For me, the little things are what make H-E-B a big part of my life.
Growing up in the Rio Grande Valley, I have many H-E-B memories, from shopping with my mom to buying my first date flowers to spending my first paycheck on groceries. The smiling, welcoming Partners, the potential of those yellow coupons, and the pageantry of all the samples combined into a special kind of magic.
As a product designer, my challenge is to infuse that magic into the digital world. Customers should experience that same in-store elation when they use Curbside or Delivery. The next generation of shoppers might never step foot in an H-E-B store. It's up to us to make sure their digital experience matches our amazing in-store experience.
To capture that big picture feeling, we're focusing on the little ones: microinteractions that mimic those micro-magic moments you get in store.
A microinteraction is a single interplay between a human and the digital medium—an animated acknowledgment of a user's action. In product design, we use microinteractions to express meaning, build continuity, and create unexpected moments of delight.
When something doesn't work the way we expect it to, that confusion creates a moment of friction that can lead to a bad experience. A system of microinteractions creates a mental map users can smoothly navigate, sparing them the mental load of figuring out how an interface works. They can focus on—and maybe enjoy—the task at hand.
We layer microinteractions into the My H-E-B app to give our users' actions context, which builds a relationship between them and the product. These manifestations of cause and effect make a product feel responsive and help users feel in control of the experience.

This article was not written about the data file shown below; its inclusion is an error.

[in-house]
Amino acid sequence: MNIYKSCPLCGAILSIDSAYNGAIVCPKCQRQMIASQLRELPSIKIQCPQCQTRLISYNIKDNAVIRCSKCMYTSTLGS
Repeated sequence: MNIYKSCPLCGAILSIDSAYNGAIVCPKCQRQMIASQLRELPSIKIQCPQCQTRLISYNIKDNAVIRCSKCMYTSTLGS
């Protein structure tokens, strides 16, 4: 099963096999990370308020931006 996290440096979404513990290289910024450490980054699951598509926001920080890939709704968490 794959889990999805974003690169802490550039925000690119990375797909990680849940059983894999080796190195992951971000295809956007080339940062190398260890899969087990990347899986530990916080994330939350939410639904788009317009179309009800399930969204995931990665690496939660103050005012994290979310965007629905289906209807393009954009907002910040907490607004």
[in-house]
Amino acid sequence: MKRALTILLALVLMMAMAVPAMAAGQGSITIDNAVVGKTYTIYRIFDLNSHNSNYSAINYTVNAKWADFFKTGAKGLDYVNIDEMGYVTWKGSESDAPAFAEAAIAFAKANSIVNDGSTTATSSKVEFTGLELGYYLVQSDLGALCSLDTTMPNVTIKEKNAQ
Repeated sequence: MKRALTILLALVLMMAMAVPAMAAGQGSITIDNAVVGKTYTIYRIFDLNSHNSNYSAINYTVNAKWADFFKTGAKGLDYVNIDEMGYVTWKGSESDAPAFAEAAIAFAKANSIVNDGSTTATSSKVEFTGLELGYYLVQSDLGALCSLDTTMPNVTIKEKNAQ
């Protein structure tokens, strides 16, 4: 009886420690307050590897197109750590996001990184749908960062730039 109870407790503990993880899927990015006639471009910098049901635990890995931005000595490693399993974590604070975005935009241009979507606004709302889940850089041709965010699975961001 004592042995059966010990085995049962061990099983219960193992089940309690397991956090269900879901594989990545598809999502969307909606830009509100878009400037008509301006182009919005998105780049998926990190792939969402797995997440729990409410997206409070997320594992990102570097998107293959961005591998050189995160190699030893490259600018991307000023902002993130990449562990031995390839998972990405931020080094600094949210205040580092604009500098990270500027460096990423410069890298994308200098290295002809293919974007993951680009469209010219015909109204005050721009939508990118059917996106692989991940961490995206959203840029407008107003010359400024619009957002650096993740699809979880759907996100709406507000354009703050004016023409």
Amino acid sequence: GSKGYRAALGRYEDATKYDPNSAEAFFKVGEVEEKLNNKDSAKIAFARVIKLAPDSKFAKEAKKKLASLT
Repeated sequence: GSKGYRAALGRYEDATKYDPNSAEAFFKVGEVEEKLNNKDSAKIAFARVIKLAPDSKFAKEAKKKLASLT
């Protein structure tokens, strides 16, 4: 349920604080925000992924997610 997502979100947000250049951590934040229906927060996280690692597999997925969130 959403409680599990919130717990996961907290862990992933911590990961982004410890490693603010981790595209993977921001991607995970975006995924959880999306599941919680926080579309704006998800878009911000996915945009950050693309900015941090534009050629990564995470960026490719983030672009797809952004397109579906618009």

As we layer them in, it's paramount that the interactions are consistent—which means practicing restraint. Motion is fun! It's easy to get carried away with flashy transitions, flamboyant interactions, and lavish sequences. But, not everything needs to be animated. Microinteractions should complement your product's overarching goal, not distract from it.
By clearly defining and assigning behaviors within the user interface, we can start to build expectations of how those certain UX elements should act. These behaviors create patterns and a system users can understand begins to emerge.
Microinteractions give us a chance to show our personality. Each one offers a miniature opportunity to exceed our users' expectations and create unexpected moments of delight.
It's not about shouting "personality!" with flowery language or showy H-E-B graphics. It's about mirroring what makes the experience of that moment matter. All these little good feelings add up to the big feeling of H-E-B.
"Micro" doesn't mean these interactions are any small feat. Motion and animation in digital products are still in their infancy, so a complete set of resources and standards isn't readily available.
Traditionally, it was trial and error—a designer would define a microinteraction by rendering a video mockup and hope that the engineer could replicate it to their exact specifications. The result was often a microinteraction that functioned but didn't necessarily match the original vision.